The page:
Introduction to Unified APIs for Security Data: What, Why and How?

Blog
Leen Security
April 16, 2024

As of 2024, it’s safe to say that we live in an API economy. APIs serve as the backbone of modern software development. It is estimated that over 80% of internet traffic goes through APIs and even though the ‘API revolution’ has been around for a while, it still feels like early days.

Many organizations and developers are now spending the majority of their development efforts on APIs. After all, APIs power a wide portion of web, mobile, and desktop apps today and make it easy to adjust, transform, enrich, and consume data.

The API market continues to grow very strongly at 30% annually. This surge is driven by a rising demand for connectivity, interoperability, and innovation. The continuous progress of APIs can be attributed to two main trends.

Firstly, APIs have become the preferred method for software delivery due to their agility and capacity for rapid innovation and iteration. Secondly, the shift towards cloud, micro-services, and server-less applications has significantly amplified the number of programmable endpoints, necessitating APIs for interconnectivity within increasingly fragmented architectures.

According to RapidAPI’s most recent State of APIs report, there’s also been a significant increase in the utilization of public APIs – third-party and partner-facing APIs over the past four years.

However, despite their undeniable significance, API integration presents a myriad of challenges, particularly in the case of one-off integrations.

One of the foremost challenges of API integration is the time and effort required for onboarding onto a new API. This process involves extensive research into documentation, understanding HTTP methods, and familiarizing oneself with custom objects and fields specific to the API. This initial learning curve can be time-consuming and resource-intensive, delaying the integration process and impeding project timelines.

Moreover, APIs often come with customizations tailored to the needs of the provider, adding another layer of complexity to the integration process. Developers must navigate through these customizations, which may include unique data objects, fields, and endpoints, requiring careful consideration and adaptation within the existing system architecture.

Now let’s say you have done all of that, the real work begins post integration. Maintaining connections introduces additional hurdles. APIs evolve over time, requiring developers to regularly update their integrations to accommodate new versions and prevent disruptions. Outdated documentation and the absence of SDKs in desired programming languages can further complicate matters. And despite the existence of standards like OpenAPI and AsyncAPI, the industry remains fragmented, with each API having its unique characteristics.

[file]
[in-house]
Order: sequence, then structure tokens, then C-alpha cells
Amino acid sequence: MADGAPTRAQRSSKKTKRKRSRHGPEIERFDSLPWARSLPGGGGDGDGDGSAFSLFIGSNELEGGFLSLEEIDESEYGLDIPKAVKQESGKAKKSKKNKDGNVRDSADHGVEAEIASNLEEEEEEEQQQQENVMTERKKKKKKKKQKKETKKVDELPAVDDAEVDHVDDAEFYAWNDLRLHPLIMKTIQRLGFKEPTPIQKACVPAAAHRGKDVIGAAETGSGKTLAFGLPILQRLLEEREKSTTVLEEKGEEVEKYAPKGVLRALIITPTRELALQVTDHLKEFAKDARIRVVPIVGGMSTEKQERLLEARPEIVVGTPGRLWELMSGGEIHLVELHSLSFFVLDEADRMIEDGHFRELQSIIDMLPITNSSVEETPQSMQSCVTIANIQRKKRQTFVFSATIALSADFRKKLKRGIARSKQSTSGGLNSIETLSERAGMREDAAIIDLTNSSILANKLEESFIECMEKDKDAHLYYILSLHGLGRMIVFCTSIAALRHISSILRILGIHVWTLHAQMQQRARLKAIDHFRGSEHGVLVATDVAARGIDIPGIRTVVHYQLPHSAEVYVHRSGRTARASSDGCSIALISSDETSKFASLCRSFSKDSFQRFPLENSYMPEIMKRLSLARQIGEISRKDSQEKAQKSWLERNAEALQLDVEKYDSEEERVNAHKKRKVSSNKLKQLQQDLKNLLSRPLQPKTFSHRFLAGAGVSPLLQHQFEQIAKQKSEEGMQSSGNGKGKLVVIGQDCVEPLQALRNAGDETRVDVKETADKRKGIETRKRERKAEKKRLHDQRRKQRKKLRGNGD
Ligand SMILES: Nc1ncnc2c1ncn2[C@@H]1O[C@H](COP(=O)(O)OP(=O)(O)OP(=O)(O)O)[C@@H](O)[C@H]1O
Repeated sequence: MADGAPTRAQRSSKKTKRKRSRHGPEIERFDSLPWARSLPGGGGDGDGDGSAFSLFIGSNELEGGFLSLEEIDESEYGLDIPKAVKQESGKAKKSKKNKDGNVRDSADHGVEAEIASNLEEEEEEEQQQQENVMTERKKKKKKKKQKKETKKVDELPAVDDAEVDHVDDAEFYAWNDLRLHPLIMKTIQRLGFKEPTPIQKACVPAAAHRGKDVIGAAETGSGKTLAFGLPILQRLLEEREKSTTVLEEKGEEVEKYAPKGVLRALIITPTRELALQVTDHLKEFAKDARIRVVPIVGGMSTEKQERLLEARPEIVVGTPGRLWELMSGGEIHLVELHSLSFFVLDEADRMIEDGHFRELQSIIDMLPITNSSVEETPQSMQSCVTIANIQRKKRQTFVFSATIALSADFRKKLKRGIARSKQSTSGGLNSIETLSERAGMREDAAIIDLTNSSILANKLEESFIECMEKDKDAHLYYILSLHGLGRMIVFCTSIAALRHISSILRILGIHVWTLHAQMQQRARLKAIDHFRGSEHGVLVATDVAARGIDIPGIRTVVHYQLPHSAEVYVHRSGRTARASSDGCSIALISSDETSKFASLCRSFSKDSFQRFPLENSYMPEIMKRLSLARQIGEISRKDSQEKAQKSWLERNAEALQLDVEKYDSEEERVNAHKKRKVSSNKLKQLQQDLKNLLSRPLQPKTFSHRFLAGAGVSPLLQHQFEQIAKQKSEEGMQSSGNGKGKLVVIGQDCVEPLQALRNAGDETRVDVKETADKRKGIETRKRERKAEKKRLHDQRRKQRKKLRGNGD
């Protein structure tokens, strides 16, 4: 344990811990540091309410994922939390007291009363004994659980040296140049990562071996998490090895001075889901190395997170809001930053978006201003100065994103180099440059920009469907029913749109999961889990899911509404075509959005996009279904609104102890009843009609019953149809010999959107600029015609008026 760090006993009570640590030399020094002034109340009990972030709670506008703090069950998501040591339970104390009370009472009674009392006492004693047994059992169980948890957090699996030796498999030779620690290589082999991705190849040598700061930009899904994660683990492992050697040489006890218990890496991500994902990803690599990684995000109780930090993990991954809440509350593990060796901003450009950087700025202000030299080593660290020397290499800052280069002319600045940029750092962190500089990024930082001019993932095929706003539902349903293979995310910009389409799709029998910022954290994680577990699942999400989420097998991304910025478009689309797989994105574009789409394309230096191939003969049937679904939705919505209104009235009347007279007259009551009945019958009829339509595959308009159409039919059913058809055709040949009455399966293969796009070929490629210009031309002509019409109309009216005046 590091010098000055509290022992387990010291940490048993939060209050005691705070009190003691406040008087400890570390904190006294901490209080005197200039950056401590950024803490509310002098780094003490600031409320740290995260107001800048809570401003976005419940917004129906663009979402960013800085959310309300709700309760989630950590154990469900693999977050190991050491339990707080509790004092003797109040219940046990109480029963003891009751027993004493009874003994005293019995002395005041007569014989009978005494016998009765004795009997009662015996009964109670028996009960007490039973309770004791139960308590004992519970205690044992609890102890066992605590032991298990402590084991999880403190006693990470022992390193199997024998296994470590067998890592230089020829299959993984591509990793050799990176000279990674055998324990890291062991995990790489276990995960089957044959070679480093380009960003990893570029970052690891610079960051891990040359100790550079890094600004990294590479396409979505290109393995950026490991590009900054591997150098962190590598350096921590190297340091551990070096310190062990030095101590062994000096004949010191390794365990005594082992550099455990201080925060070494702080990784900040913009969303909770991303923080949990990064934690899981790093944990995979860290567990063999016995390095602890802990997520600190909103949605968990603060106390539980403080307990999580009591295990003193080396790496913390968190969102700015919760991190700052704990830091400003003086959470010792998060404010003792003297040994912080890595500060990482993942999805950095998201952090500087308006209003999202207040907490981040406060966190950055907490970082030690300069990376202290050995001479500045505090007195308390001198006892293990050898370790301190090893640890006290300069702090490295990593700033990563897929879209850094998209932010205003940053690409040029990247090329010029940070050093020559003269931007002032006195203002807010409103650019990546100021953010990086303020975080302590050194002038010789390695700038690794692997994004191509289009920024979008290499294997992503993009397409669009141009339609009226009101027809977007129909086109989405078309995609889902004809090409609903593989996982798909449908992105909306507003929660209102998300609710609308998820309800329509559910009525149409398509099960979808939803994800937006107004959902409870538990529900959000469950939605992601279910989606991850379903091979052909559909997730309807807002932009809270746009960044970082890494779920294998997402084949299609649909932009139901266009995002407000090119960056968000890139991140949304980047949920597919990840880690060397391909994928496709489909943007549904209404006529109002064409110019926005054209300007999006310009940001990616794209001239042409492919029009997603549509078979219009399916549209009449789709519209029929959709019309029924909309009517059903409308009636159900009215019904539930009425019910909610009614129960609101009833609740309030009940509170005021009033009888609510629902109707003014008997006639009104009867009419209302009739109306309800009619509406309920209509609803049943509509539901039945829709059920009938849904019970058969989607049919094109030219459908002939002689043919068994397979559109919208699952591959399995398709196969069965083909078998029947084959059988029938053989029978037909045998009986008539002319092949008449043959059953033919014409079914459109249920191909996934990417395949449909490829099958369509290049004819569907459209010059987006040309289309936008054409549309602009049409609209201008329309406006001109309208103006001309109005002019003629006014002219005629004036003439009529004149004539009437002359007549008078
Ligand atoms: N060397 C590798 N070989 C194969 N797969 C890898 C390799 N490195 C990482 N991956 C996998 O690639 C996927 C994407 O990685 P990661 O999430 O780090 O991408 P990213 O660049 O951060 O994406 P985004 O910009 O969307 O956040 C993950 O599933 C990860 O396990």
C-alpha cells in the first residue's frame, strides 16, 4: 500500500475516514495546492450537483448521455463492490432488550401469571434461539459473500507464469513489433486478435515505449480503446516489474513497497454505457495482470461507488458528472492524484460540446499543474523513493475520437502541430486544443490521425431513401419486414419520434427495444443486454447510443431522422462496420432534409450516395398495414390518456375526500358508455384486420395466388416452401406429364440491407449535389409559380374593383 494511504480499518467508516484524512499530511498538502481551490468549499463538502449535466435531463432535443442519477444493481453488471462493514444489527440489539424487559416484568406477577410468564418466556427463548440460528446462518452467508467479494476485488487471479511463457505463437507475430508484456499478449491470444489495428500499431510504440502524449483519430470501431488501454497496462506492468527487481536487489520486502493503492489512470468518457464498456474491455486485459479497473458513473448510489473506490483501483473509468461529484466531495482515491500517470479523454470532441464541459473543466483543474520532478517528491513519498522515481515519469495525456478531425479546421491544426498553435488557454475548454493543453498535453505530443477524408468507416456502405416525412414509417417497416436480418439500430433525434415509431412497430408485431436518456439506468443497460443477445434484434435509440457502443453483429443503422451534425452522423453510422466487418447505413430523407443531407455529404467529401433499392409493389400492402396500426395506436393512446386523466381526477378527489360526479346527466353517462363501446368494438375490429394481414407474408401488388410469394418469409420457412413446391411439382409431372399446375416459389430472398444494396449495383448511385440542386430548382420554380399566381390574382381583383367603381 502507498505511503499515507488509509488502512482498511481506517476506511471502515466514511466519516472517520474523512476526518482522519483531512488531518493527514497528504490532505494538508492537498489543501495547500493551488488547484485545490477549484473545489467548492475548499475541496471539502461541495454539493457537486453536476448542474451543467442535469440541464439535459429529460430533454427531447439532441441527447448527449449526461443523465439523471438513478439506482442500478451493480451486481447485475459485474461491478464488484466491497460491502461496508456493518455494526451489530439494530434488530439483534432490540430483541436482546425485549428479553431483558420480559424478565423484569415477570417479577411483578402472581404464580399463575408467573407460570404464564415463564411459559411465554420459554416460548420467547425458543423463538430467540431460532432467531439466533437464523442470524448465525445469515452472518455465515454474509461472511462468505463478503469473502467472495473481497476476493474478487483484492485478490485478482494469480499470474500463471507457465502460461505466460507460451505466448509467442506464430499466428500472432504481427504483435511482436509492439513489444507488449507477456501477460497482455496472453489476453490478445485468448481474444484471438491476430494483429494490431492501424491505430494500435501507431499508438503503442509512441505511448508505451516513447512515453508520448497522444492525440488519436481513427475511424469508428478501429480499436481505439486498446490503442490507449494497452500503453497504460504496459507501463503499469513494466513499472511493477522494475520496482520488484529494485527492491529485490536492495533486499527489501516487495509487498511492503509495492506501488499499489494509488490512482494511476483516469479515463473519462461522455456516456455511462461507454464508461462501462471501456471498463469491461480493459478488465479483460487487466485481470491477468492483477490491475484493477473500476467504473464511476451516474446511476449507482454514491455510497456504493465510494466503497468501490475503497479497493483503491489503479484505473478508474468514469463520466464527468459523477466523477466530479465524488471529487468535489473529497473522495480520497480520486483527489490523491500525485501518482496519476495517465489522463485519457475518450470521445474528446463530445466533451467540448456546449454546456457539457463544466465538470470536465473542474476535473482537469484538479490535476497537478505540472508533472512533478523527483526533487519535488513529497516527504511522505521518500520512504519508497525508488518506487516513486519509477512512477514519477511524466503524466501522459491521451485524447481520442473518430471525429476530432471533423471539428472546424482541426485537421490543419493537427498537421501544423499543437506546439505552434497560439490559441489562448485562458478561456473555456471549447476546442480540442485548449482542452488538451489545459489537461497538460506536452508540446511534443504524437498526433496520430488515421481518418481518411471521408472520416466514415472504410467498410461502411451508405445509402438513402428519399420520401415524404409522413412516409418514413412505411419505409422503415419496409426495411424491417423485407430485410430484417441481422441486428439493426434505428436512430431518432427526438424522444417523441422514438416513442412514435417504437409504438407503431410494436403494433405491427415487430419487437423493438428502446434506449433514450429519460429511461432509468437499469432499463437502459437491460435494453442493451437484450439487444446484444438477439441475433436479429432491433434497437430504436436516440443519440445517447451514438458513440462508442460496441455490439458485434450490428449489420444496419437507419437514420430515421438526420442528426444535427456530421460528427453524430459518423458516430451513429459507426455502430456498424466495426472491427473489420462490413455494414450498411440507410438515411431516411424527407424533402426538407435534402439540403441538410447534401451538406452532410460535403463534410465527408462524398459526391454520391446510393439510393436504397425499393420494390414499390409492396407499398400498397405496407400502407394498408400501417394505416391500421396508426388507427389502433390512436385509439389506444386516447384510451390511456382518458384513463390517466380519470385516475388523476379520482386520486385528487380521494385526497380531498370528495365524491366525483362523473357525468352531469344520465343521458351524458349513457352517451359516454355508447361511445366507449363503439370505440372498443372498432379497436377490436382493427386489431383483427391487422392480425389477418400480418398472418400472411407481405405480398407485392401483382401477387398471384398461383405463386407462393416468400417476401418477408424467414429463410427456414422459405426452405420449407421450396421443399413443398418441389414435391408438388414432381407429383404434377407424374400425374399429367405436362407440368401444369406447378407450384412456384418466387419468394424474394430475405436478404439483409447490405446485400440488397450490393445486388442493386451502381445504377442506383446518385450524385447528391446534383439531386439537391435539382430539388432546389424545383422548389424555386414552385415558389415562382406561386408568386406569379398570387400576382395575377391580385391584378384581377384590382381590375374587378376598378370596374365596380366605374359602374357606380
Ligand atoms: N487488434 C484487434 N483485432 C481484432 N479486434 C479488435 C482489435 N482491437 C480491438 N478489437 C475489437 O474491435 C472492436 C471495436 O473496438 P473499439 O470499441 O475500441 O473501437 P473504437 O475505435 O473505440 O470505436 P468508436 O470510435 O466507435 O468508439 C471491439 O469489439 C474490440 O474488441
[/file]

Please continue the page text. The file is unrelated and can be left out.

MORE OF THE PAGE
This is where Unified APIs come into the picture.

Unified APIs

Unified APIs are an abstraction layer that easily handles communication with many different APIs and backend data models. At its core, a Unified Data API serves as a standardized interface that enables seamless communication and interaction with various data repositories, regardless of their underlying technologies or locations.

Generally speaking, a unified API platform allows you to offer integrations at scale, save developers time, delight end users, expand into new markets, empower your go-to-market teams, and build customer loyalty.

Let’s take the example of Plaid: Plaid offers a suite of APIs that enable developers to easily integrate with financial institutions and access banking data, facilitating services such as account authentication, balance inquiries, transaction histories, and more. By providing a unified interface to interact with thousands of financial institutions, Plaid streamlines the integration process for developers, saving them significant time and effort.

For end users, Plaid's integrations enhance their banking experience by offering seamless access to financial data and enabling innovative financial applications such as budgeting tools, investment trackers, and lending platforms. This delight in user experience fosters loyalty and encourages continued usage of the integrated services.